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Dubnyk's arrival changed Wild's outlook, season

by Dan Myers

ST. PAUL, Minn. -- In the tight-knit quarters of an NHL locker room, adding a player has the potential to change a team's energy, sometimes positively, sometimes negatively.

In the case of the Minnesota Wild, adding goaltender Devan Dubnyk not only was a positive, it was a stroke of genius.


On the morning of Jan. 13, the Wild were a team in crisis. Hovering around .500 and in last place in the Central Division, a season that began with high expectations was spiraling out of control.

That night, the Wild went into Consol Energy Center and lost 7-2 to the Pittsburgh Penguins. It was the second time in 10 days the Wild allowed seven goals in a loss; they lost 7-1 at the Dallas Stars on Jan. 3.

"We needed to make a move," Wild assistant general manager Brent Flahr said. "We talked to a couple of teams and they were aware of our situation. There were a couple of guys we weren't really interested in. And Devan, and he wasn't even available shortly before the trade was made. When they made him available, we quickly got it done."

The trade was finalized on the afternoon of Jan. 14; the Wild sent a third-round pick in the 2015 NHL Draft to the Arizona Coyotes.

The issue of getting Dubnyk to Buffalo, where the Wild were scheduled to play the Sabres the following day, was left to operations manager Andrew Heydt, who was in his first few days on the job.

With no direct flights from Phoenix to Buffalo, 6-foot-6 Dubnyk had to sit in the middle seat on a red-eye to New York City, then take a connecting flight to Buffalo. Dubnyk arrived at First Niagara Center a few hours before faceoff and told coach Mike Yeo he was OK to play.


Dubnyk made a good first impression, stopping 18 shots in a 7-0 win.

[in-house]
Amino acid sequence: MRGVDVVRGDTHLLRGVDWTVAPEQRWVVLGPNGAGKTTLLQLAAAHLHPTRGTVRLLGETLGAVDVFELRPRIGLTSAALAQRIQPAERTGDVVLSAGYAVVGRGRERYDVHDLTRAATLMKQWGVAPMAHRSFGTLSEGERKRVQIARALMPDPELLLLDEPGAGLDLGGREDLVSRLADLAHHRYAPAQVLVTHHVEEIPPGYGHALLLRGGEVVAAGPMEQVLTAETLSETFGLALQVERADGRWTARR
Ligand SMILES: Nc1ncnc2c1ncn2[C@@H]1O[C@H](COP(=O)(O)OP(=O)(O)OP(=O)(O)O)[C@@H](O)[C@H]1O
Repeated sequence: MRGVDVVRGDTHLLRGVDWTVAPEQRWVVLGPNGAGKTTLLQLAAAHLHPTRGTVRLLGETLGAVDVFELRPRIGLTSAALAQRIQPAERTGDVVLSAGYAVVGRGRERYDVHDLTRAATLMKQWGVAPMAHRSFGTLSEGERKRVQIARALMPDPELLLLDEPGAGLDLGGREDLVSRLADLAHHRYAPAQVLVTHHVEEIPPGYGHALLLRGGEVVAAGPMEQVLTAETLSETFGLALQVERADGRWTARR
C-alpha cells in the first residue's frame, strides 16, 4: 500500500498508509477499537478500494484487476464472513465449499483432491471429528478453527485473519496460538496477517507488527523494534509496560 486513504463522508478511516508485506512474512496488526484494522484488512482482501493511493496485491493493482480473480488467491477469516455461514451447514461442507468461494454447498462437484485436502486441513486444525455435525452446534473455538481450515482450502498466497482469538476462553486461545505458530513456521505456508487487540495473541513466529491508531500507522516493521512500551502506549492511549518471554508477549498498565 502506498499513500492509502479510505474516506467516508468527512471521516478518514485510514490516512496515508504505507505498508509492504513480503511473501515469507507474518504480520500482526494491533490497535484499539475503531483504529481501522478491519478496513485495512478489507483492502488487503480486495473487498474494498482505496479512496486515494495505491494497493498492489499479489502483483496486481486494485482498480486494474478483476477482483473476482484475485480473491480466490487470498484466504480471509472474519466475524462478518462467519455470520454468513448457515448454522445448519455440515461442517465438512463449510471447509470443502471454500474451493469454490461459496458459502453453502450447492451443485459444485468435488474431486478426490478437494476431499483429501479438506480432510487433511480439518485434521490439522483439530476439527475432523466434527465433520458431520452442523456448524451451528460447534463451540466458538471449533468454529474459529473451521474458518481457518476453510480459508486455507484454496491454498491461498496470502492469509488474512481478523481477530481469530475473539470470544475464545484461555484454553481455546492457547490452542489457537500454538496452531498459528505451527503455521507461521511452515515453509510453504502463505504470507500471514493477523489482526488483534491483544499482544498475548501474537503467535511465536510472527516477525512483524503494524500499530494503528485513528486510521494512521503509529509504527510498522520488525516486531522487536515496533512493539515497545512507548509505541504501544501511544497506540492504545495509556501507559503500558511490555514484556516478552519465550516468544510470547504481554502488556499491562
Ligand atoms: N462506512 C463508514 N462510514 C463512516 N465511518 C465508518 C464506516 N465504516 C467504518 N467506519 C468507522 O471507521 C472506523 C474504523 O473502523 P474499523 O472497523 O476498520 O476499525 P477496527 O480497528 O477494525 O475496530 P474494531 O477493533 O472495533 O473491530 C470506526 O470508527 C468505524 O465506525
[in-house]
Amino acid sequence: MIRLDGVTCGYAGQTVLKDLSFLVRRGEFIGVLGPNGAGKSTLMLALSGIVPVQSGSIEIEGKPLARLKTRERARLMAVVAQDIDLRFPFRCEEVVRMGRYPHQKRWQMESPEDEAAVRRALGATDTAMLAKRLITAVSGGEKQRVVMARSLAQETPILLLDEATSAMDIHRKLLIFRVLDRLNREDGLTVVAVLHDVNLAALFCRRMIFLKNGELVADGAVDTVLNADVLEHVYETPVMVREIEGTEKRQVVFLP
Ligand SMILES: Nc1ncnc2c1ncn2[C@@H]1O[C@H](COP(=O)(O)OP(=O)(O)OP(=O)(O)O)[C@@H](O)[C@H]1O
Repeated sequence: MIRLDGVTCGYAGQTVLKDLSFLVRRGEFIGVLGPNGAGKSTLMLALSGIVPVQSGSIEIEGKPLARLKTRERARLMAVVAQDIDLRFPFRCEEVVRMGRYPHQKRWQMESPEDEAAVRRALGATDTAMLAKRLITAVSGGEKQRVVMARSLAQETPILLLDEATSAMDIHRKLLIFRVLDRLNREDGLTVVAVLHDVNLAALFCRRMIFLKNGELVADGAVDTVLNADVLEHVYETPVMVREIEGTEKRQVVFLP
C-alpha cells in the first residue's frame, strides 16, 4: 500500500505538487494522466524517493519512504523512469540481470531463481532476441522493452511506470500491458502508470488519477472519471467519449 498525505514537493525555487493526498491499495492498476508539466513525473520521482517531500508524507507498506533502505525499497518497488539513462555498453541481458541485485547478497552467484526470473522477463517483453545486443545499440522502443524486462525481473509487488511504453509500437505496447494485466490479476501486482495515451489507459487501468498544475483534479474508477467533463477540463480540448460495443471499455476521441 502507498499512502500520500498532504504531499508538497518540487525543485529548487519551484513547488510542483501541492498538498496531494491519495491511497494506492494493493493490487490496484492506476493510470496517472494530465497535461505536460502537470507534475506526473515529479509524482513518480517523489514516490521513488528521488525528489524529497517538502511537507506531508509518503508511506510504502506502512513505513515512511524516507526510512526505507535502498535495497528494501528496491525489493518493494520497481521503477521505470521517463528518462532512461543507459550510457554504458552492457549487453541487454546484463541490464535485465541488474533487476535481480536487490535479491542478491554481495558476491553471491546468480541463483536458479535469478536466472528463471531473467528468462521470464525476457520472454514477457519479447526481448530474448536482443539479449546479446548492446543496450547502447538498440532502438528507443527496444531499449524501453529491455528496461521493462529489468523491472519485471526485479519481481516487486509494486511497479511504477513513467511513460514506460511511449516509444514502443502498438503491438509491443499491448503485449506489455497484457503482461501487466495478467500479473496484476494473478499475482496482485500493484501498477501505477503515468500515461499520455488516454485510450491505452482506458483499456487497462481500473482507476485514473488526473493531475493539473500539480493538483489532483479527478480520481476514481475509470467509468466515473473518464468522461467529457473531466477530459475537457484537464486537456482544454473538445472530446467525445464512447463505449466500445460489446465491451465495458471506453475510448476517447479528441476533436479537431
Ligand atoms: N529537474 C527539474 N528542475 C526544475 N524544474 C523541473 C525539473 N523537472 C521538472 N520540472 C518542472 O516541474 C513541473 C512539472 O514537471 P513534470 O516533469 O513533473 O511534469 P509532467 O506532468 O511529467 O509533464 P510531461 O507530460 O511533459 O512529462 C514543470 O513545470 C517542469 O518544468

The next day, the Wild flew home for the funeral of Zach Parise's father, former NHL player J.P. Parise. New to the team, running on fumes, and with his family in Phoenix, Dubnyk was there with the rest of the Wild to support Parise on one of the most difficult days of his life.

"That meant a lot," Parise said. "I knew the whole team was coming. When you get a new guy ... I had never met him before. And for him to show that kind of support, it meant a lot to our family. It was really nice."

Dubnyk's easy-going personality blended perfectly with a Wild locker room that's laid-back and veteran-driven. For years, Wild goaltenders were unavailable to talk to the media on game days; that practice changed when Dubnyk arrived.

"He's such a likable guy and a really good person," Flahr said. "Personality-wise he fit in right away. Of course, coming in and playing well certainly helped."

The Wild were tested immediately following the All-Star break, beginning on the road with games at the Edmonton Oilers, Calgary Flames and Vancouver Canucks.

Dubnyk allowed three goals on the trip, including a 1-0 win at Calgary, and Minnesota won its first six games out of the break.

"That was when, maybe, we all started looking at it and saying, 'We have a pretty special group in here,'" Dubnyk said. "I felt that way before I came here. I played lots of games against this group before. I knew it was a great hockey team. Coming here I felt that."

With the Wild getting hot and making up ground in the Western Conference, Dubnyk's wife and infant son joined him in the Twin Cities. Parise allowed Dubnyk and his family to move into a home he had purchased from former Wild defenseman Nick Schultz.

It was something that allowed Dubnyk to get even more comfortable in his surroundings.

"From stuff off the ice, just the way [general manager Chuck Fletcher and Yeo] treated me, how much they cared about getting me here and settled and getting my family here," Dubnyk said. "And coming down to the guys in the room, having every single guy, doing everything they could to get me settled. That's a real nice feeling to have with a new team."